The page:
A negotiation between the defense and prosecution (and sometimes the judge) that settles a criminal case. The defendant typically pleads guilty to a lesser crime (or fewer charges) than originally charged, in exchange for a guaranteed sentence that is shorter than what the defendant could face if convicted at trial. The prosecution gets the certainty of a conviction and a known sentence; the defendant avoids the risk of a higher sentence; and the judge gets to move on to other cases.

ACCESSORY

Someone who intentionally helps another person commit a felony by giving advice before the crime or helping to conceal the evidence or the perpetrator. An acces... (more...)
Someone who intentionally helps another person commit a felony by giving advice before the crime or helping to conceal the evidence or the perpetrator. An accessory is usually not physically present during the crime. For example, hiding a robber who is being sought by the police might make you an 'accessory after the fact' to a robbery. Compare accomplice.

SELF-DEFENSE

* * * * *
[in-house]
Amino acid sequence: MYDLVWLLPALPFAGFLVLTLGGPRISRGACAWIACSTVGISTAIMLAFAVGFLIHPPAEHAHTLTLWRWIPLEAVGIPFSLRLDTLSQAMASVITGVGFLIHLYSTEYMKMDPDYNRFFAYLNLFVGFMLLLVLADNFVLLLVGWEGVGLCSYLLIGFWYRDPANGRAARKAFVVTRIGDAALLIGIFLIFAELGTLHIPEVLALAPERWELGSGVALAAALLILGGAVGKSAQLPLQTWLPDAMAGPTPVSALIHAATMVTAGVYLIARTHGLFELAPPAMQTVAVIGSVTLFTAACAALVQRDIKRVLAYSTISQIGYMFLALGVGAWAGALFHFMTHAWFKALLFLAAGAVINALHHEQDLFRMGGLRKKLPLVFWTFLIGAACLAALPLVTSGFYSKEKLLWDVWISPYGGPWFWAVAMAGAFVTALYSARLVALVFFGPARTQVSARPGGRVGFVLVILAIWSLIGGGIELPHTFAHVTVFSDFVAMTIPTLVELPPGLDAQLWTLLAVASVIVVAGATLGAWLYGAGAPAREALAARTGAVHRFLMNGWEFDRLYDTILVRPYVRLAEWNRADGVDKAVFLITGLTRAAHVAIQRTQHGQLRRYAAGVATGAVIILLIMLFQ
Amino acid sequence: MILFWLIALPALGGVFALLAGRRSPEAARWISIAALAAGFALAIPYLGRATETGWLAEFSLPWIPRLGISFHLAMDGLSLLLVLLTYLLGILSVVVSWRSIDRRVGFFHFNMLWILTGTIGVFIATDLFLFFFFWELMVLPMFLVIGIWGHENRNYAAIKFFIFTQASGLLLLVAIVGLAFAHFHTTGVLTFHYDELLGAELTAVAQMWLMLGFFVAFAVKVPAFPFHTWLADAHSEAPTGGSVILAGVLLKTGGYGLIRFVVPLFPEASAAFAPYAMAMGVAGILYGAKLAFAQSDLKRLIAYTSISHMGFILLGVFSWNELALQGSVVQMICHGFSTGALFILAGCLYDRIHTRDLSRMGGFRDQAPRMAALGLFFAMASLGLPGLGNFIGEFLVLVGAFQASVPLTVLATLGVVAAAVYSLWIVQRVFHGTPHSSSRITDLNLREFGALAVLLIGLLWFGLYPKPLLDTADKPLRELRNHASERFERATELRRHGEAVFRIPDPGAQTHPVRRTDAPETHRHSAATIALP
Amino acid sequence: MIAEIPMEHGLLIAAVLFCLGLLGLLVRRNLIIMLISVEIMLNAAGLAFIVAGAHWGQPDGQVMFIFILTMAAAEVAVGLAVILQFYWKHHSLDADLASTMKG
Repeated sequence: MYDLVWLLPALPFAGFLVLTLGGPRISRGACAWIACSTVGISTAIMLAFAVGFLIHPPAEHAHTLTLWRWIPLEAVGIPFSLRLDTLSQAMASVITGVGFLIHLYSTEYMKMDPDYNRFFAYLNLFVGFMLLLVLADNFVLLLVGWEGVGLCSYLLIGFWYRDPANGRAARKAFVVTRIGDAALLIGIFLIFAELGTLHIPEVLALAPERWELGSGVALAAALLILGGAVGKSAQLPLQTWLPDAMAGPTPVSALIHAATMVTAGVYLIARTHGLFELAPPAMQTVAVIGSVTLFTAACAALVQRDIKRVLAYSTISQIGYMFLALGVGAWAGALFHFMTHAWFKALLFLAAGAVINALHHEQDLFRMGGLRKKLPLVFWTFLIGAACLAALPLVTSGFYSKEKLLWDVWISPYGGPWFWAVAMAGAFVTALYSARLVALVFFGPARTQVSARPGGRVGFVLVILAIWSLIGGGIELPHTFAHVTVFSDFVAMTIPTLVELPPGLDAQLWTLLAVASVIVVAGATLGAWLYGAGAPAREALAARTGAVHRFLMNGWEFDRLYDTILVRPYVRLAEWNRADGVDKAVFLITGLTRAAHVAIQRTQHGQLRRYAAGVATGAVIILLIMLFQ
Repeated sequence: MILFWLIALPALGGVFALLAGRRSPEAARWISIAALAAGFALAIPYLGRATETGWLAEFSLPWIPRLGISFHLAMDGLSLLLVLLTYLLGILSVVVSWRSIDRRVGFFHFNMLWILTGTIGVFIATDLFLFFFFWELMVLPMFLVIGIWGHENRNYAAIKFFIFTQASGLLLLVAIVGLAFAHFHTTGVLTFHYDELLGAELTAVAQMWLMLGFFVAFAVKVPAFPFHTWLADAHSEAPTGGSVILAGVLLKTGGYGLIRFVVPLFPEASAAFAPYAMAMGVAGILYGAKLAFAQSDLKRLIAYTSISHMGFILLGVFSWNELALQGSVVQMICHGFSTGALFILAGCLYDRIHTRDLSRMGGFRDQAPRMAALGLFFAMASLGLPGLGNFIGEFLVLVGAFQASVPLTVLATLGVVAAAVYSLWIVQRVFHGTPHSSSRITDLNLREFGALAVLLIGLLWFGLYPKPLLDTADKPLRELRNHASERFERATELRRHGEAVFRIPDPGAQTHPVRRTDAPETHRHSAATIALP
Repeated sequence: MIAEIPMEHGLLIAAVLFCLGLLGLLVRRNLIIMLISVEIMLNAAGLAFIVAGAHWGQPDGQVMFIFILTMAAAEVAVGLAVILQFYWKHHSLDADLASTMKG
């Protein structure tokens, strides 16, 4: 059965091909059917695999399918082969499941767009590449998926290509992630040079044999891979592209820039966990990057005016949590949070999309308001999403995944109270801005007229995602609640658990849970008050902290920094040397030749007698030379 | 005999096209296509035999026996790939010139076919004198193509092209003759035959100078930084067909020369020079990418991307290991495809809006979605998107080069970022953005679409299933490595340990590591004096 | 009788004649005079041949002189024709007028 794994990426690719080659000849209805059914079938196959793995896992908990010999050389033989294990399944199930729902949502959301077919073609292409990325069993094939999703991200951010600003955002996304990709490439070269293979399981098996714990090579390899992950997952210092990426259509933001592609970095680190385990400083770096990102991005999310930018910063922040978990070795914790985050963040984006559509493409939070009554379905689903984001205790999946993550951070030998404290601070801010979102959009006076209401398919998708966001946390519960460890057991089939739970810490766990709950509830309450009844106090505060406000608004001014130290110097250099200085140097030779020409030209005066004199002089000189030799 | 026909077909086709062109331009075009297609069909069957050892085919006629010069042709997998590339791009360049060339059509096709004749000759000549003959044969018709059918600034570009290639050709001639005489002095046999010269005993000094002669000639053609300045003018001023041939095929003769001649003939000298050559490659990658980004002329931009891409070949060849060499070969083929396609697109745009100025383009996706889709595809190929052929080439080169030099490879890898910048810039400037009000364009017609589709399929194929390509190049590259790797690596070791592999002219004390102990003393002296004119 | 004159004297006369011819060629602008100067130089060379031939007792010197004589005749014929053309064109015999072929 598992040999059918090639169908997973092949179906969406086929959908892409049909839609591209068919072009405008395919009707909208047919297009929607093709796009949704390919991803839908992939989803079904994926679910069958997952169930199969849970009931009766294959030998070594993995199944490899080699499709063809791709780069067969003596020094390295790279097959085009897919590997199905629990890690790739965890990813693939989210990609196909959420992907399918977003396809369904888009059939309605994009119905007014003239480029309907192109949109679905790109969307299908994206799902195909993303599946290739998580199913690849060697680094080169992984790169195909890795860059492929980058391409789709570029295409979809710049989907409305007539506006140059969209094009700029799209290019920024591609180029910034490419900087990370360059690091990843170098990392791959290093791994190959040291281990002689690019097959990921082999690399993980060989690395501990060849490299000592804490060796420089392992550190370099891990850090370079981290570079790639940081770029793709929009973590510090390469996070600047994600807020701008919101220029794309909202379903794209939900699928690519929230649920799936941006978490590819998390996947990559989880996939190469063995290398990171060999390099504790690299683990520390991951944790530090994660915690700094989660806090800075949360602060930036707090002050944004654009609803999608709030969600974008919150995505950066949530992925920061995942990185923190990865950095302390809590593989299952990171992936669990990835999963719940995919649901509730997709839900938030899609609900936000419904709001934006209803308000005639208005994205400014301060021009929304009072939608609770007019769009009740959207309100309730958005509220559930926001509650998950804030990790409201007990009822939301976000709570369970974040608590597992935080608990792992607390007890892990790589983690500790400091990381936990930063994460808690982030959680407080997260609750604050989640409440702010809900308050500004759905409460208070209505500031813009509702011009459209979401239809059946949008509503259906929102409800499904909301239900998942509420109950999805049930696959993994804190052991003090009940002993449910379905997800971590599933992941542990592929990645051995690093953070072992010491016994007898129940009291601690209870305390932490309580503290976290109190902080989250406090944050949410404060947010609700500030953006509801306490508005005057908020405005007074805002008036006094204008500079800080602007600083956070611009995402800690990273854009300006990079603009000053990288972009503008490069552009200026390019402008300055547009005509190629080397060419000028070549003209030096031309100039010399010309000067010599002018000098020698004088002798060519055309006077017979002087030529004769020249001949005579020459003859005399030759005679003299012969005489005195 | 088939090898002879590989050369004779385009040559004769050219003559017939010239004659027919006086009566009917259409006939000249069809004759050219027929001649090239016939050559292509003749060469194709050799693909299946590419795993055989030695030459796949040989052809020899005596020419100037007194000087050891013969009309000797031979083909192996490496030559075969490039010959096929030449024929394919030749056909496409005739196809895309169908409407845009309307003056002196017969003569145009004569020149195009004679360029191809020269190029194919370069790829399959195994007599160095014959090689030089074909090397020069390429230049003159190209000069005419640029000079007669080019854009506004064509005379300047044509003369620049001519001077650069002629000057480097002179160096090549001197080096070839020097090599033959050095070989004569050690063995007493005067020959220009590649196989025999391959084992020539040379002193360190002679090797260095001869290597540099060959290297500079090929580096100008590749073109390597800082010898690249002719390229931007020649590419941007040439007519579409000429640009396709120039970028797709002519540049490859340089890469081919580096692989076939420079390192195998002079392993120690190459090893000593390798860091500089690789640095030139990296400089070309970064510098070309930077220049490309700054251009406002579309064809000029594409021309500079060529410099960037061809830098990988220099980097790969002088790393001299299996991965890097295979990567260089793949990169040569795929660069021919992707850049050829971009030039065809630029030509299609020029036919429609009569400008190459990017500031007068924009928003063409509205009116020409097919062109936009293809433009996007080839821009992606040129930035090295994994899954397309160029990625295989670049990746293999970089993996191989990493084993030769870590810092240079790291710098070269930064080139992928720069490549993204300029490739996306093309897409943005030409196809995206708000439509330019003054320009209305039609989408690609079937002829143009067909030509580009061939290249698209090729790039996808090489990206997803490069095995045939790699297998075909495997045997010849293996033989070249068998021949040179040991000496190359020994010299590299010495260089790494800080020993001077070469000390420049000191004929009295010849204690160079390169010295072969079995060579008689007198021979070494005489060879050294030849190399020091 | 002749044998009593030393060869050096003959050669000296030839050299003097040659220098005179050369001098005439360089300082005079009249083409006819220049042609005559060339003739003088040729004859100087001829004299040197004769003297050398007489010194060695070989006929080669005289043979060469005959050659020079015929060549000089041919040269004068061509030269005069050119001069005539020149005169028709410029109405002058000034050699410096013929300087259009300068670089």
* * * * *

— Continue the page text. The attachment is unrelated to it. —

An affirmative defense to a crime. Self-defense is the use of reasonable force to protect oneself from an aggressor. Self-defense shields a person from criminal... (more...)
An affirmative defense to a crime. Self-defense is the use of reasonable force to protect oneself from an aggressor. Self-defense shields a person from criminal liability for the harm inflicted on the aggressor. For example, a robbery victim who takes the robber's weapon and uses it against the robber during a struggle won't be liable for assault and battery since he can show that his action was reasonably necessary to protect himself from imminent harm.

SAMPLE LEGAL CASES

PEOPLE, IN INTEREST OF ZB

... South Dakota. SABERS and KONENKAMP, Justices. [¶ 1.] ZB admitted in juvenile court to committing two first degree rapes. At the time of these offenses, he was fifteen. He was court ordered to register as a sex offender. South ...

In re MDD

... Gen., Pierre, SD, for appellee State of South Dakota. David K. Wheeler of Morgan, Theeler, LLP, Huron, SD, for appellant, MDD. ZINTER, Justice. [¶ 1.] MDD admitted the allegations of a juvenile delinquency petition alleging simple assault and resulting injury of another person. ...

IN RE PEOPLE OF STATE OF SOUTH DAKOTA

... [¶ 1.] KK admitted to a juvenile delinquency petition alleging misprision of a felony. ... 23A-28 do not govern juvenile cases, for purposes of burden of proof and standard of review there is no legal rationale not to apply the same standard of review in adult and juvenile cases. ...